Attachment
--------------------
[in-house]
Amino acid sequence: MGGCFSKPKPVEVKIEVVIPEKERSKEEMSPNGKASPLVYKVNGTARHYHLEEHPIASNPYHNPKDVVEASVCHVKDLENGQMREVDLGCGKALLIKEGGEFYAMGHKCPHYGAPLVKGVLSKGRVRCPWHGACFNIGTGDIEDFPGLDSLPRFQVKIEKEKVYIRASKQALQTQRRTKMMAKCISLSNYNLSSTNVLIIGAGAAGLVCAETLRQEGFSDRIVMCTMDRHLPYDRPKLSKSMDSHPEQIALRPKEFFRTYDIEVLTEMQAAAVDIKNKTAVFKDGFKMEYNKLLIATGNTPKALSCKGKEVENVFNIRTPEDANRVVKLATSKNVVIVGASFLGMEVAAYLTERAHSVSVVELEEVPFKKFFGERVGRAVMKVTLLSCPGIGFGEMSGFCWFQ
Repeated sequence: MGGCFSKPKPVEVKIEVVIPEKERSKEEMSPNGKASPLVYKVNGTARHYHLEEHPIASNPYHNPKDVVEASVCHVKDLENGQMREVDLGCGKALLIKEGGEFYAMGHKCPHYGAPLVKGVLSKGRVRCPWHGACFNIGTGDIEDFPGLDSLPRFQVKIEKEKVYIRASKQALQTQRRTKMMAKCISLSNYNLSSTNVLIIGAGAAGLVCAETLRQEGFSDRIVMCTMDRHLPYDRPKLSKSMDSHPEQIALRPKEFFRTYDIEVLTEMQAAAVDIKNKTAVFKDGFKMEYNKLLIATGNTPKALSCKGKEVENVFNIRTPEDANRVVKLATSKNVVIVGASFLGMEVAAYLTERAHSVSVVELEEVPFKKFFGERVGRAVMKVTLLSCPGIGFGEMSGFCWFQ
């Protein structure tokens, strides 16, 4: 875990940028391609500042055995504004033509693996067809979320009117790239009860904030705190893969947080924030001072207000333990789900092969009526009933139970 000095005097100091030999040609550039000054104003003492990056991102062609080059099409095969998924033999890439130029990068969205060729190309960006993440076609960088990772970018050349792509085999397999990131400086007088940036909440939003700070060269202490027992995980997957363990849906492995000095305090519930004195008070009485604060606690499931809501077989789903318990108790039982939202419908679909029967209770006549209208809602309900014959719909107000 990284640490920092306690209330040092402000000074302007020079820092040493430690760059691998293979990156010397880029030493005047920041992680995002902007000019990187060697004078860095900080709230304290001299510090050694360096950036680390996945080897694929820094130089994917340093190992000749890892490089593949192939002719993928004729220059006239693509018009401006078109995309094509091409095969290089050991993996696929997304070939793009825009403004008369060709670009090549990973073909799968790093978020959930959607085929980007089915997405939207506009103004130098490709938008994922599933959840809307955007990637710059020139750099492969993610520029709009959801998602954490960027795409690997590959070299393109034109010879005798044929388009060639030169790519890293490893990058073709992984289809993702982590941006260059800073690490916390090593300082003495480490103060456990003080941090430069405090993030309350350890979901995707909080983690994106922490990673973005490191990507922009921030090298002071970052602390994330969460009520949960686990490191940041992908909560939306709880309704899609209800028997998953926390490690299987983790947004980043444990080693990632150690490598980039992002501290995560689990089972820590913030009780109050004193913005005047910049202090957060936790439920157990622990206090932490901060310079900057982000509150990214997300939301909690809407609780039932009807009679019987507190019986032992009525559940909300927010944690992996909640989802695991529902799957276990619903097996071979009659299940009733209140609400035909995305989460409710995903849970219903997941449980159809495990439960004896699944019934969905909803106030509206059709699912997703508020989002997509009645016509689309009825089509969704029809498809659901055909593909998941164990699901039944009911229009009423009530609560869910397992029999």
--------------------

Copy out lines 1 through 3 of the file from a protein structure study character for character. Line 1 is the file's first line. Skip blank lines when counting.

[in-house]
Amino acid sequence: MGGCFSKPKPVEVKIEVVIPEKERSKEEMSPNGKASPLVYKVNGTARHYHLEEHPIASNPYHNPKDVVEASVCHVKDLENGQMREVDLGCGKALLIKEGGEFYAMGHKCPHYGAPLVKGVLSKGRVRCPWHGACFNIGTGDIEDFPGLDSLPRFQVKIEKEKVYIRASKQALQTQRRTKMMAKCISLSNYNLSSTNVLIIGAGAAGLVCAETLRQEGFSDRIVMCTMDRHLPYDRPKLSKSMDSHPEQIALRPKEFFRTYDIEVLTEMQAAAVDIKNKTAVFKDGFKMEYNKLLIATGNTPKALSCKGKEVENVFNIRTPEDANRVVKLATSKNVVIVGASFLGMEVAAYLTERAHSVSVVELEEVPFKKFFGERVGRAVMKVTLLSCPGIGFGEMSGFCWFQ
Repeated sequence: MGGCFSKPKPVEVKIEVVIPEKERSKEEMSPNGKASPLVYKVNGTARHYHLEEHPIASNPYHNPKDVVEASVCHVKDLENGQMREVDLGCGKALLIKEGGEFYAMGHKCPHYGAPLVKGVLSKGRVRCPWHGACFNIGTGDIEDFPGLDSLPRFQVKIEKEKVYIRASKQALQTQRRTKMMAKCISLSNYNLSSTNVLIIGAGAAGLVCAETLRQEGFSDRIVMCTMDRHLPYDRPKLSKSMDSHPEQIALRPKEFFRTYDIEVLTEMQAAAVDIKNKTAVFKDGFKMEYNKLLIATGNTPKALSCKGKEVENVFNIRTPEDANRVVKLATSKNVVIVGASFLGMEVAAYLTERAHSVSVVELEEVPFKKFFGERVGRAVMKVTLLSCPGIGFGEMSGFCWFQ